This looks like what we want. I actually got tripped up by this behavior initially – I was adding a single book to one set and it was adding to all the sets. How confusing!

Step 3 from above is a straightforward approach, instead of using book pointers and set pointers:

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set_pointer = 0
ordered.each do |book|
# stuff coming soon
end

We’re using `ordered`

from the previous example. We *are* going to use a set pointer here, but we no longer need the book pointer as well.

Steps 3a and 3b will use that set pointer to distribute the book:

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ordered.each do |book|
balanced_sets[set_pointer % balanced_sets.size] << book
set_pointer += 1
end

The `set_pointer`

modulo math is a trick I learned in C, many years ago. You can continuously increase and ensure that you wrap around with the right cycle by taking the modulus against the size of the array.

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> 0 % 3
=> 0
> 1 % 3
=> 1
> 2 % 3
=> 2
> 3 % 3
=> 0
> 4 % 3
=> 1
# ...

Since arrays are 0-indexed, this trick maps well, and `balanced_sets[set_pointer % balanced_sets.size]`

should never land out-of-bounds.

This solution worked. I wrapped the whole business in a method called “balanced” and put it alongside the other method “largest”.

The last thing to do was to apply both strategies to the same basket and see which one produced the lower cost:

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[:largest, :balanced].map do |strategy|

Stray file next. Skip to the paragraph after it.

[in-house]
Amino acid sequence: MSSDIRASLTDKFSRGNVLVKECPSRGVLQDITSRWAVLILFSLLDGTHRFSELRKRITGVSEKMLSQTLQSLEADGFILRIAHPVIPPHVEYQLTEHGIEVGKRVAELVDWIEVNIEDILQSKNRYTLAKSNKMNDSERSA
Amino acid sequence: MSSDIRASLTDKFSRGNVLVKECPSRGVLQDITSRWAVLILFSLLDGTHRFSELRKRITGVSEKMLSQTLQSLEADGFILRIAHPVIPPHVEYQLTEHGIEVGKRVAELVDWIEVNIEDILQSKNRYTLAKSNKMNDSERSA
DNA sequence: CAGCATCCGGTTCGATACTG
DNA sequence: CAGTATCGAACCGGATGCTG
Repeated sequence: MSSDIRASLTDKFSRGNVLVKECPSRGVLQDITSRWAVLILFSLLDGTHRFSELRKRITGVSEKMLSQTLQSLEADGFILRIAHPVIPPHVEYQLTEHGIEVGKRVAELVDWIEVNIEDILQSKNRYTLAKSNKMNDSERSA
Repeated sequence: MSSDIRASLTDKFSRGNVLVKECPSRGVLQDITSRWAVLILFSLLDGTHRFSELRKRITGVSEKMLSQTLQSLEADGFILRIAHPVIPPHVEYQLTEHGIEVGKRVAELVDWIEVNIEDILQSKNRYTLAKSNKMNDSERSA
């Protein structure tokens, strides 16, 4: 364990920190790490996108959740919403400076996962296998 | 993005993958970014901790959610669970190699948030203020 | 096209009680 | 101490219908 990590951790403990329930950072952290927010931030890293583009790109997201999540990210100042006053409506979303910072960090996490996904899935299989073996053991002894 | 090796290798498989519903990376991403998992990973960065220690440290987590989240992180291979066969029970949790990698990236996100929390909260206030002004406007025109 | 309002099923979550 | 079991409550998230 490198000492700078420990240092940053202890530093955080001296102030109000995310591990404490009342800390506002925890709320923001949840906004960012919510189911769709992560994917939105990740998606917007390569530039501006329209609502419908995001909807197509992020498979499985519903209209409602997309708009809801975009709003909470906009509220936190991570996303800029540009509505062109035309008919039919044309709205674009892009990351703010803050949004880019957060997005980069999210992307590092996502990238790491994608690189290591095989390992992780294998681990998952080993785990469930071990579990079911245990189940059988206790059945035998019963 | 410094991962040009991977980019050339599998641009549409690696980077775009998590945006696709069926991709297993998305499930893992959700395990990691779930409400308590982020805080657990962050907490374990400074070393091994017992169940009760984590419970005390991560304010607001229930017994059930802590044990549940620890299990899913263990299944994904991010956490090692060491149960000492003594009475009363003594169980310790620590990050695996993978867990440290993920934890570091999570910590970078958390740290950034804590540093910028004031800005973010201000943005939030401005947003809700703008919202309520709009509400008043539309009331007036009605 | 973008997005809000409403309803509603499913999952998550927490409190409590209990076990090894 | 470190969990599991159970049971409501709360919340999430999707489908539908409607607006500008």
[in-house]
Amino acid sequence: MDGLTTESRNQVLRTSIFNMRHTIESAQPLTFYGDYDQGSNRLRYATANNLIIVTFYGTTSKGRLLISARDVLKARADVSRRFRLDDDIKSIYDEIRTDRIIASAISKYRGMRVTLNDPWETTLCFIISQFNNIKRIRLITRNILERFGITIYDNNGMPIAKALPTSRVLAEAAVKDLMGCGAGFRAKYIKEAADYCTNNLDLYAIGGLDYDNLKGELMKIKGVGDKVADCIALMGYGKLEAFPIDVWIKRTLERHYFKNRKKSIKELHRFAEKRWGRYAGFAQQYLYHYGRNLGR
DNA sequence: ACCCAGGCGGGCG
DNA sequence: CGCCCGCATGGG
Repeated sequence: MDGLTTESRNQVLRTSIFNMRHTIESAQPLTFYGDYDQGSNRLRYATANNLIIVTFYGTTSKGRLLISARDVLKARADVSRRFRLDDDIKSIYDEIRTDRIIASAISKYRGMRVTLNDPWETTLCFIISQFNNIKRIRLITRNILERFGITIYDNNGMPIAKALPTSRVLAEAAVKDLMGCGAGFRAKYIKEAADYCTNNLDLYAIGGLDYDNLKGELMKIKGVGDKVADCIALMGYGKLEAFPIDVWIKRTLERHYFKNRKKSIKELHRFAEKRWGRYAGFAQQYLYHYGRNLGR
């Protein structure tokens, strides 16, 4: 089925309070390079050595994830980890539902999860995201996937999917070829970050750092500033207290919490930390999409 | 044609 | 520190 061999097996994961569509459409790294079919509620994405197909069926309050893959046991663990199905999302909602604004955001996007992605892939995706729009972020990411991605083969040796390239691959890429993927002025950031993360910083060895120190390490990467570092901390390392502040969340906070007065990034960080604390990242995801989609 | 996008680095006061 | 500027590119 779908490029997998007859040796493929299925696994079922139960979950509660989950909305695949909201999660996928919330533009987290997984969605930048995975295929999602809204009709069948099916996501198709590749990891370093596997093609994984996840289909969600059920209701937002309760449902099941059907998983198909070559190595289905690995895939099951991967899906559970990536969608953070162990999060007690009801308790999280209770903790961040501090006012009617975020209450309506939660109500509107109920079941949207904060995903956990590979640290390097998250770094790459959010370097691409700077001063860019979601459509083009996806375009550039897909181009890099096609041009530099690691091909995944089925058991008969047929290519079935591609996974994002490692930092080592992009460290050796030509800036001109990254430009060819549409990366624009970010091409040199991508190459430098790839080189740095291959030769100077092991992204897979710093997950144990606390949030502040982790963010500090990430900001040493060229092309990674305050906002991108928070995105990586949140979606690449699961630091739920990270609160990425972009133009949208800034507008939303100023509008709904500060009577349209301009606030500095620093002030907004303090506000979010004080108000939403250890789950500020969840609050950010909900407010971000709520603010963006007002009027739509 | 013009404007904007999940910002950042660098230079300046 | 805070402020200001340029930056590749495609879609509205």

calculate_price_for_combinations(book_pile.apply_strategy(strategy))
end.min

The approach I took here was to do some meta-programming: `:apply_strategy`

accepts a label of some kind, and then invokes the method that matches that name:

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def apply_strategy(strategy)
return [] if @pile.empty?
send(strategy.to_sym, @pile.dup)
rescue NoMethodError => e
puts "#{e} isn't a supported strategy"
end

This pre-emptively resolves any situation where the inbound array (`@pile`

) is empty. It uses the `:send`

method, passing the strategy provided, with a duplication of the `@pile`

. Using a duplication ensures we don’t accidentally produce mutations as side effects.

One advantage of this approach is that we can add additional optimization strategies (maybe the store offers additional discounts on odd-numbered volumes) and add them alongside these other two, and minimal changes will be required to the overall structure – add a new method `:discount_odd_volumes`

, add that to the array of methods, and that’s it!

Similarly, it separates the cost calculation from the grouping algorithm, so changes to the former will not affect the latter, and vice versa.

I’m happy with this result, and so was the test suite.

Check out my solution and let me know what you think.

I’ll try to post some more of these in the future.

Header Image Credit: https://www.needpix.com/photo/download/928828/books-book-bookshelf-library-read-literature-shelf-free-pictures-free-photos